Wednesday, October 20, 2004

It's Winter in Saskatchewan

In the last three days, we've had around 10 inches of snow. Suddenly it's winter. I keep hearing Christmas carols in my head, when I should really be thinking about Hallowe'en costumes for the Bobo. The other Gwen (my office mate) is digging up a clown costume for Sprout, so he should be cute. If it fits under his snowsuit.

Sprout had a slight fever the other night, and was up for two hours at 1:00 a.m. At one point, he started singing "Spiderman", and kept it up for about 1/2 hour straight. Unfortunately, he only knows a few catch phrases, so it sounds like this:

'Spiderman! Spiderman!
Spiderman! Spiderman!
Spinawep! Any size!
Spiderman! Spiderman!
Spiderman! Spiderman!

It was very funny (for the first 15 minutes or so). We were both cracking up, though half-asleep. Babies are so hilarious. If someone had told me this earlier, I might have more of them by now.

Speaking of the Sprout, this week there was a potty-training experiment at daycare. The woman (let's call her Sue) who takes care of Sprout potty-trains all her charges, and decided that she'd see if Sprout is ready to learn. It went pretty well for a while, but all came crashing down later in the day when all the big kids came back from school. He has just recently become proficient at stair-climbing, and is now allowed to go to the 3rd floor to play like the bigger kids. Potty training means that you have to stay on the main floor until you learn (else you might pee on the floor upstairs). This pissed (pun) Sprout off to no end, and at one point he simply held his pee for a whole nerve-wracking hour while she sat him on the potty every 10 minutes to see if he had to go. At some point the repeated potty-sitting was interpreted by Sprout as punishment too, since he wanted to a) go upstairs, and b) run around with the big kids. By the end of it, he was confused, crying, and calling for me; I'm glad that she's putting the experiment off for a few more months.

I hosted my first lecture-style computer program Monday night here at the Library. I came up with this idea for a program series on 'emerging technologies', where people can come and learn about the latest technological advances. I only have 3 programs in my series this time, but if they fly, then I might run another set in the Spring. Monday's program was 'Web Design Using Flash', and I wanted the speaker to show us examples of Flash being used well. She did an awesome job. Try out the Nike Skateboarding site (pick a rider); it's too much fun. I'm a non-techie, and it was enjoyable even for me. The excessive and sudden snow killed my crowd numbers, though; only 4 people made it - though effusively thankful that the Library hosted such a topic. Next week, Peter Scott is going to come and lecture on blogging. That should be really great, since he's always on the cutting edge of trends like this and is supposed to be a very funny lecturer.

That's the funny thing about Saskatoon. It's a small Prairie city, but it has lots of famous and semi-famous connections. We have librarians on the cutting edge like Peter Scott and Darlene Fichter. Guy Vanderhaeghe (fabulous writer) lives here. Yann Martel was our Writer in Residence at the Library last year, just after winning the Booker Prize for Literature. Joanie Mitchell grew up here. Catriona LeMay Doan (Olympic speed skating champion) is from here. They just launched the opening of the Synchrotron here this week - a huge scientific research centre, the only one in North America, decades in the making. The Province of Saskatchewan is the birthplace of Medicare. All these cool things come out of this little place. It seems like because we have a sparse population where people need to cooperate to survive, brilliance comes out of it.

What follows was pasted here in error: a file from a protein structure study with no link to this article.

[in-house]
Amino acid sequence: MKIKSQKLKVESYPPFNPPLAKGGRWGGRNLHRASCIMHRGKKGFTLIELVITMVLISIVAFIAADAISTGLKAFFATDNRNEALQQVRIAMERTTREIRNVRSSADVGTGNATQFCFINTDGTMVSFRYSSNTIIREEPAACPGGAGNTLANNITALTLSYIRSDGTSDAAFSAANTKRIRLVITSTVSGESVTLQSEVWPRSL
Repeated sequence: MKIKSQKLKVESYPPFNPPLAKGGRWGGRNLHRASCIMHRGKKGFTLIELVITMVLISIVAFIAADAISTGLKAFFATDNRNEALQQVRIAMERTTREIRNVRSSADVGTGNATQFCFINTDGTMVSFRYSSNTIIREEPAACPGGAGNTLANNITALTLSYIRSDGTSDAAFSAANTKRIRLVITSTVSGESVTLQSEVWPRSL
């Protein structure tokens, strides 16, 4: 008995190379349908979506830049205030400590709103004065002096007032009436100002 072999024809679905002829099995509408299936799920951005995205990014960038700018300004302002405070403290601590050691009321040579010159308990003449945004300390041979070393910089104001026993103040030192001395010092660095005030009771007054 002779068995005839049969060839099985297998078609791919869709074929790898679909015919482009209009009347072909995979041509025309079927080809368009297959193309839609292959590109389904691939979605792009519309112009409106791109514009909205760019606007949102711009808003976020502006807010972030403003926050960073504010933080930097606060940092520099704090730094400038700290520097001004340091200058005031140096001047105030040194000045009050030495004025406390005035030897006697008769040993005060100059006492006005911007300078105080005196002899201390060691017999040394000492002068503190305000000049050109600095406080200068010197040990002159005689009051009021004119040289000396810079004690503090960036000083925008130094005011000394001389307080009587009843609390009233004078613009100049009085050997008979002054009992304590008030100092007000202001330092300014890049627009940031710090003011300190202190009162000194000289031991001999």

Not that it's all good, of course. We still have a huge racial divide between aboriginal people and everyone else, because no one seems to understand exactly what a treaty is. This racism extends to ugliness like city police dropping off aboriginal people miles from the city, to walk back in -40 C weather or freeze to death. It's hard to understand these two ends of the spectrum together - I guess it's a place of extremes.

My husband lived for years in Vancouver, and is so happy to be back here. One of his main reasons for saying this? "Things die here." Something about having distinct seasons, and all the realities that go with that. Or maybe today I should say two distinct seasons, Summer and Winter (with maybe a day of Spring and a day of Autumn in between).

Tomorrow I'm off to the Netspeed conference in Calgary for three days. I'm excited about learning new things, but I'm such a tech-loser that I think I'll be hiding behind my big bushy tail and letting the tech squirrels do their thing. On a personal note, I get to stay in a hotel room all by myself, and may get the first real full night's sleep I've had in months. Jimbo will be at home with Sprout, and may not be so lucky...

2 Comments:

Blogger Eileen said...

JOANIE Mitchell??? tsk tsk tsk, Ms. Libarian

http://www.jonimitchell.com/

At least our premier doesn't get pissing drunk and visit homeless shelters in the middle of the night, telling them all to get jobs. Possibly my favourite Alberta sad-but-true story. Have fun in Calgary! The squirrels are its only saving grace, as far as I'm concerned. Say hi from me. chip chip chrrrrrrrrrr!!!

http://www.cbc.ca/story/news/?/news/2001/12/14/klein_011214

1:09 pm  
Blogger Gwen said...

Aaaaggghhhhh. I stared at 'joanie' for at least 3 seconds, trying to decide if it looked funny or not, and then obviously fell under the bewitching spell of my own voice...

1:39 pm  

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